It would be ideal in this experiment to have two meters: one voltmeter and one ammeter. For experimenters on a budget, this may not be possible. Whatever ammeter is used should be capable measuring at least a few amps of current. A 6-volt “lantern” battery essentially short-circuited by a long piece of wire may produce currents of this magnitude, and your ammeter needs to be capable of measuring it without blowing a fuse or sustaining other damage. Make sure the highest current range on the meter is at least 5 amps! CROSS-REFERENCES Lessons In Electric Circuits, Volume 1, chapter 8: “DC Metering Circuits” LEARNING OBJECTIVES
SCHEMATIC DIAGRAM ILLUSTRATION INSTRUCTIONS Although this experiment is best performed with two meters, and indeed is shown as such in the schematic diagram and illustration, one multimeter is sufficient. Most ohmmeters operate on the principle of applying a small voltage across an unknown resistance (Runknown) and inferring resistance from the amount of current drawn by it. Except in special cases such as the megger, both the voltage and current quantities employed by the meter are quite small. This presents a problem for measurement of low resistances, as a low resistance specimen may be of much smaller resistance value than the meter circuitry itself. Imagine trying to measure the diameter of a cotton thread with a yardstick, or measuring the weight of a coin with a scale built for weighing freight trucks, and you will appreciate the problem at hand. One of the many sources of error in measuring small resistances with an ordinary ohmmeter is the resistance of the ohmmeter’s own test leads. Being part of the measurement circuit, the test leads may contain more resistance than the resistance of the test specimen, incurring significant measurement error by their presence: One solution is called the Kelvin, or 4-wire, resistance measurement method. It involves the use of an ammeter and voltmeter, determining specimen resistance by Ohm’s Law calculation. A current is passed through the unknown resistance and measured. The voltage dropped across the resistance is measured by the voltmeter, and resistance calculated using Ohm’s Law (R=E/I). Very small resistances may be measured easily by using large current, providing a more easily measured voltage drop from which to infer resistance than if a small current were used. Because only the voltage dropped by the unknown resistance is factored into the calculation—not the voltage dropped across the ammeter’s test leads or any other connecting wires carrying the main current—errors otherwise caused by these stray resistances are completely eliminated. First, select a suitably low resistance specimen to use in this experiment. I suggest the electromagnet coil specified in the last chapter or a spool of wire where both ends may be accessed. Connect a 6-volt battery to this specimen, with an ammeter connected in series. WARNING: the ammeter used should be capable of measuring at least 5 amps of current so that it will not be damaged by the (possibly) high current generated in this near-short circuit condition. If you have a second meter, use it to measure the voltage across the specimen’s connection points, as shown in the illustration, and record both meters’ indications. If you have only one meter, use it to measure current first, recording its indication as quickly as possible, then immediately opening (breaking) the circuit. Switch the meter to its voltage mode, connect it across the specimen’s connection points, and re-connect the battery, quickly noting the voltage indication. You don’t want to leave the battery connected to the specimen for any longer than necessary for obtaining meter measurements, as it will begin to rapidly discharge due to the high circuit current, thus compromising measurement accuracy when the meter is re-configured and the circuit closed once more for the next measurement. When two meters are used, this is not as significant an issue, because the current and voltage indications may be recorded simultaneously. Take the voltage measurement and divide it by the current measurement. The quotient will be equal to the specimen’s resistance in ohms.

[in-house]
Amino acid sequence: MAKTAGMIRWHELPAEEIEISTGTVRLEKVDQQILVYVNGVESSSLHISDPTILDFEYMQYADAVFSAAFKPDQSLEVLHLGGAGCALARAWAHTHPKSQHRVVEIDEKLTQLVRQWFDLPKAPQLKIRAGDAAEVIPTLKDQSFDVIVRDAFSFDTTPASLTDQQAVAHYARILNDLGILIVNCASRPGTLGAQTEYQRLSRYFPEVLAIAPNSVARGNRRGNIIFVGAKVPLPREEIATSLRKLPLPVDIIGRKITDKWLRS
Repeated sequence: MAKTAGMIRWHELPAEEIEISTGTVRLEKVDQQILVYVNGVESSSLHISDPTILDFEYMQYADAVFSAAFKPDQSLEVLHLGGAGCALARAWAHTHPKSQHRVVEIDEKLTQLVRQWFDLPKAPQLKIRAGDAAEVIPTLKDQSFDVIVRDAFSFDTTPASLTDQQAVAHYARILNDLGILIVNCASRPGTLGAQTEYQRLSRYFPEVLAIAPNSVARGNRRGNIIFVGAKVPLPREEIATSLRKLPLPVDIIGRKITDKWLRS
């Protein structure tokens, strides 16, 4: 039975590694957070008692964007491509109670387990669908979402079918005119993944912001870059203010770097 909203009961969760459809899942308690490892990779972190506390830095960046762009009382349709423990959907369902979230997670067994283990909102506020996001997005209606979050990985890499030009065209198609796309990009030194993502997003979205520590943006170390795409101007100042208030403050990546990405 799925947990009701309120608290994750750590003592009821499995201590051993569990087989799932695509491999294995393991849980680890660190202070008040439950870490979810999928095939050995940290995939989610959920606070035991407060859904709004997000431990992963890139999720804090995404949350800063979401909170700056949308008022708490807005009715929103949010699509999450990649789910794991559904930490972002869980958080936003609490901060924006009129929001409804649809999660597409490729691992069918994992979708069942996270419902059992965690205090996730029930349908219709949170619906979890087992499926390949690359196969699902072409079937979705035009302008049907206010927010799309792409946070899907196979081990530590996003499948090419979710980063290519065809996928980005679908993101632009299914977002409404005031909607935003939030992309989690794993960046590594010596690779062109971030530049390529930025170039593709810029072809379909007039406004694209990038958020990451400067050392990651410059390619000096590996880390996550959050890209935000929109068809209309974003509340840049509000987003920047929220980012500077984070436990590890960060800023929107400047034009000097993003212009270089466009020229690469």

by Gary Elinoff
by Aaron Hanson
In Partnership with TT Electronics
by Lisa Boneta
by Gary Elinoff